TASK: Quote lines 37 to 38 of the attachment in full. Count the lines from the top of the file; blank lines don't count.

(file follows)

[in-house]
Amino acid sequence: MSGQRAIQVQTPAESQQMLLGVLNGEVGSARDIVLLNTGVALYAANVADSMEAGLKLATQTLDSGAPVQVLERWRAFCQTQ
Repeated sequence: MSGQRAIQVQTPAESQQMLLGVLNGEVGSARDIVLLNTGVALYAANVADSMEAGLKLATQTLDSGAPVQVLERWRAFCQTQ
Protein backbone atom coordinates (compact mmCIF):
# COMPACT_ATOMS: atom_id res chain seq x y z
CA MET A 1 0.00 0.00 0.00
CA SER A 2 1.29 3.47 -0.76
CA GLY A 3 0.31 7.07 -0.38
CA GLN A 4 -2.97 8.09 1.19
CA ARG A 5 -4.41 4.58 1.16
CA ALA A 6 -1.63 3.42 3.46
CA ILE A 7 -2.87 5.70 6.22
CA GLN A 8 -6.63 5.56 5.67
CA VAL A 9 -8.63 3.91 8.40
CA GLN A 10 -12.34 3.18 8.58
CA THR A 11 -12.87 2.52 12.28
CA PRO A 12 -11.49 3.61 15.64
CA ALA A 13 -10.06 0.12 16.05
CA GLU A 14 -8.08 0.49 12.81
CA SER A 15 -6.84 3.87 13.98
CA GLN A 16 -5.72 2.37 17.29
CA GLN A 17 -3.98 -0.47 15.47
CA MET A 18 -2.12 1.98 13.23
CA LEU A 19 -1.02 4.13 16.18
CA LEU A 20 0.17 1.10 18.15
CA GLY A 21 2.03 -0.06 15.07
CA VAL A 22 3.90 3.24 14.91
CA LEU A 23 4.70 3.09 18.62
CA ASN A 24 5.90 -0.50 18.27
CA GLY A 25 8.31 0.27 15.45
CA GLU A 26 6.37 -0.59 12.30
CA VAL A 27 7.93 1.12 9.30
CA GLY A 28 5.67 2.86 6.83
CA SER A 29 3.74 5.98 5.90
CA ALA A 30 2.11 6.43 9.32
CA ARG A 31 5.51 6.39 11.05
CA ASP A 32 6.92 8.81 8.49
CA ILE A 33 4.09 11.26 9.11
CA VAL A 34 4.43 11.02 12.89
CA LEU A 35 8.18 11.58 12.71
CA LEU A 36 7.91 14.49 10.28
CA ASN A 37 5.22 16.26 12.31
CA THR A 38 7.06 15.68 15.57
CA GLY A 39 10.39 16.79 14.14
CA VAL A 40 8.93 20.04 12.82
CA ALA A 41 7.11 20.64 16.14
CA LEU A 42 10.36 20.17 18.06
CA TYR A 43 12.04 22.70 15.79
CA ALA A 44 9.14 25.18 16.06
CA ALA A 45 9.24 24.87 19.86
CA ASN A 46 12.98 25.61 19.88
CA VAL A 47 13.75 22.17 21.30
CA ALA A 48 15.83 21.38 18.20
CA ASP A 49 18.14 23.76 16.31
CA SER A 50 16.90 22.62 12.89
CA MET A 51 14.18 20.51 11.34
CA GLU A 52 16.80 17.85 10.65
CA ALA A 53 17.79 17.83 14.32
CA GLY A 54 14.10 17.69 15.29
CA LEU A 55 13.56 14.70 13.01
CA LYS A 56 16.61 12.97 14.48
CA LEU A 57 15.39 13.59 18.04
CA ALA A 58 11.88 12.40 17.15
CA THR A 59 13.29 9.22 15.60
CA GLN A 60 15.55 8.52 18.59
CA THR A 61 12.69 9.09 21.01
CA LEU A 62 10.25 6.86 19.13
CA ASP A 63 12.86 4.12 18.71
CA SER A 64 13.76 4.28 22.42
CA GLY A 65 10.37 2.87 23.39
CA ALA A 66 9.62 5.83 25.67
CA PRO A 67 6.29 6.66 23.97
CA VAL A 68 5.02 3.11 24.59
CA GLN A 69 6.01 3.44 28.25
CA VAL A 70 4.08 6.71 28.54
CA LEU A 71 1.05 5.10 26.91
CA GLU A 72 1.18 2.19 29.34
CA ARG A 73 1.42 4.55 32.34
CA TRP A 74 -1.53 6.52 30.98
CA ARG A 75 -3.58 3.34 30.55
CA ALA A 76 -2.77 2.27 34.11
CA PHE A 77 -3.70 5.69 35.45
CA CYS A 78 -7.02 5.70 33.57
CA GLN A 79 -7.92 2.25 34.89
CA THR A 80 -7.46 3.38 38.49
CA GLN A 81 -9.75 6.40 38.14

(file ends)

CA ASP A 32 6.92 8.81 8.49
CA ILE A 33 4.09 11.26 9.11